The Cinematography OF

The Man Who Wasn’t There – B&W/Color Comparison

If you are a reader of my blog you may know that one of my favorite cinematographers is Roger Deakins. He has shot some of my all time favorite movies. One of the films he shot for the Coen Brothers was “The Man Who Wasn’t There”. It is a black and white film but it was actually shot in color and then converted to black and white in post production to retain more control over the process. Michael Haneke’s “The White Ribbon” was also shot in the same way.

Cinematographer Steven Poster explains the reasoning behind shooting on color stock vs. black and white:

"The few b&w movies that get made today are almost always shot on color film stock. Sadly there are few film laboratories that process b&w anymore. Another reason is that b&w film stocks have not been improved for over 30 years while color film stocks have been continuously improved. This allows for more versatile shooting if you use color films. Great improvements in sensitivity (film speed), texture (granularity) and dynamic range (number of steps of gray between the deepest shadow and the highest highlight) have been made. By shooting on color film and printing on several choices of b&w printing film stock, the cinematographer has more effective ways of creating different styles for b&w movies. Even European movies are done this way now. For example, Patrice Leconte's exquisite "The Girl On The Bridge" was filmed this way.

I managed to get ahold of the original color version of the movie. So here is the original color print next to the final black and white print for your comparison enjoyment.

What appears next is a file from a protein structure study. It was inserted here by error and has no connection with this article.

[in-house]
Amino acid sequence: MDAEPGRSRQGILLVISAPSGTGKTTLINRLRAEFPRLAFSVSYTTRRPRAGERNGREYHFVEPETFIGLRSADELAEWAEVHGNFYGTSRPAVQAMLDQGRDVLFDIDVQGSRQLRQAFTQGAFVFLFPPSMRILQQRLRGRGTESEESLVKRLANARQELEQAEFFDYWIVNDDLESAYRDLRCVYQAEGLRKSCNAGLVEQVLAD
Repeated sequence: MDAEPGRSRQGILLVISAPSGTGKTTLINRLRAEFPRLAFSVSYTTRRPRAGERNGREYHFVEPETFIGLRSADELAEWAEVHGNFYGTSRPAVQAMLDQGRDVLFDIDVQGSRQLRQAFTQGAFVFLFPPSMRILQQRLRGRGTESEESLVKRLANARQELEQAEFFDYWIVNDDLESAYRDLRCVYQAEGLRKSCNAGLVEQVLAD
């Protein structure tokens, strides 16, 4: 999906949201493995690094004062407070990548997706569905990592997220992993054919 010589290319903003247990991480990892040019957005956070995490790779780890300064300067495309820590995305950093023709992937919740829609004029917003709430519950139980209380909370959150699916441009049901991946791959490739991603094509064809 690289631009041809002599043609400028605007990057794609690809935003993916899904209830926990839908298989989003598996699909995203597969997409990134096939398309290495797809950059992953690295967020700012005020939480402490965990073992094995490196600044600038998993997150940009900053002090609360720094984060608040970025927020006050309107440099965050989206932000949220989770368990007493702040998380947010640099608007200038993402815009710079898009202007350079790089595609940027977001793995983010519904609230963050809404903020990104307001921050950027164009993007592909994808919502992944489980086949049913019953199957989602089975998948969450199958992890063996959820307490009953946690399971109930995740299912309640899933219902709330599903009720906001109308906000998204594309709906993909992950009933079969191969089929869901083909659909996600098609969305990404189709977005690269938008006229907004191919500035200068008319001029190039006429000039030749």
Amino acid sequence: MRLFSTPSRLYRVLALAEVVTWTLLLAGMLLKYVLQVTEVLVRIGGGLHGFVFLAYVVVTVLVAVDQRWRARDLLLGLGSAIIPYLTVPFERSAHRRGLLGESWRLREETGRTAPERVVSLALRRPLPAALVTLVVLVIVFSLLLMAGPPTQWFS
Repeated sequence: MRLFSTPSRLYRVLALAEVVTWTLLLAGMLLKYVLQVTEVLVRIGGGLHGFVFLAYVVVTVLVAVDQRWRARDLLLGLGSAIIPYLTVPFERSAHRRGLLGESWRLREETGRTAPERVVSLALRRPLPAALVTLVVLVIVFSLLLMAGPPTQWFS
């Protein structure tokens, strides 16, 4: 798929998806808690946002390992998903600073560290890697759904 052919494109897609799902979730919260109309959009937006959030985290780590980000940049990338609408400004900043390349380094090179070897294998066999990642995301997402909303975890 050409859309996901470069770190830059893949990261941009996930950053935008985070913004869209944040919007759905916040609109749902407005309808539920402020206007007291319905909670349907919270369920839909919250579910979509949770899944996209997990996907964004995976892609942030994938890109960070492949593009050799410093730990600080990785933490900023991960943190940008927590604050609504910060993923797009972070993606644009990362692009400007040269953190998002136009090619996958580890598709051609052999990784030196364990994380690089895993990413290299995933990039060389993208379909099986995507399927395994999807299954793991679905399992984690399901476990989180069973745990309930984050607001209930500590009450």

2 Responses

  1. You know it’s funny. For years, people didn’t believe me about this but in 2001 I was a projectionist at a movie theatre. One of my weekly duties was to build up the new arrivals and screen them to make sure I hadn’t accidentally stuck heads to heads or tails to tails. Most of the time that involved me building the film, firing it up in a dead theatre, and checking in every 20 minutes or so to make sure the image wasn’t upside down. Now and then, people would get lax in their duties and a film would slip though but not me. I loved the work at the time and I was very good at it. I did most of the big press screenings, including two that had armed guards (LOTR). That film wasn’t my jam though. But back to this film here. I built it up, I was a big Cohen Brothers fan so rather than check in on it, I sat in the theatre, and watched it with my boss and one or two other guys. The film is going along great, and we’re enjoying it and about forty minutes in, give or take, the film switches from colour to black and white. Memento had been recently popular so at first we thought it might have been one of those situations. But the black and white continued and continued and continued. After the film we had a pow-wow to discuss what might have happened and eventually we all decided that something might be askew. My boss called the distributor who very promptly raced over to collect the two colour reels that I had surgically removed the next day and delivered us two fresh black and white reels. Apart from the people who saw it with me, not many believed it had happened and interestingly, none of us *really* noticed it immediately. It took some time before we all got to murmuring. Very cool that you’ve seen what I once saw 20 years ago and existed only as a weird anecdote of my time there. I saw a lot of things, I even saw God answer a direct prayer of mine, but that was one of the strangest. Cheers.

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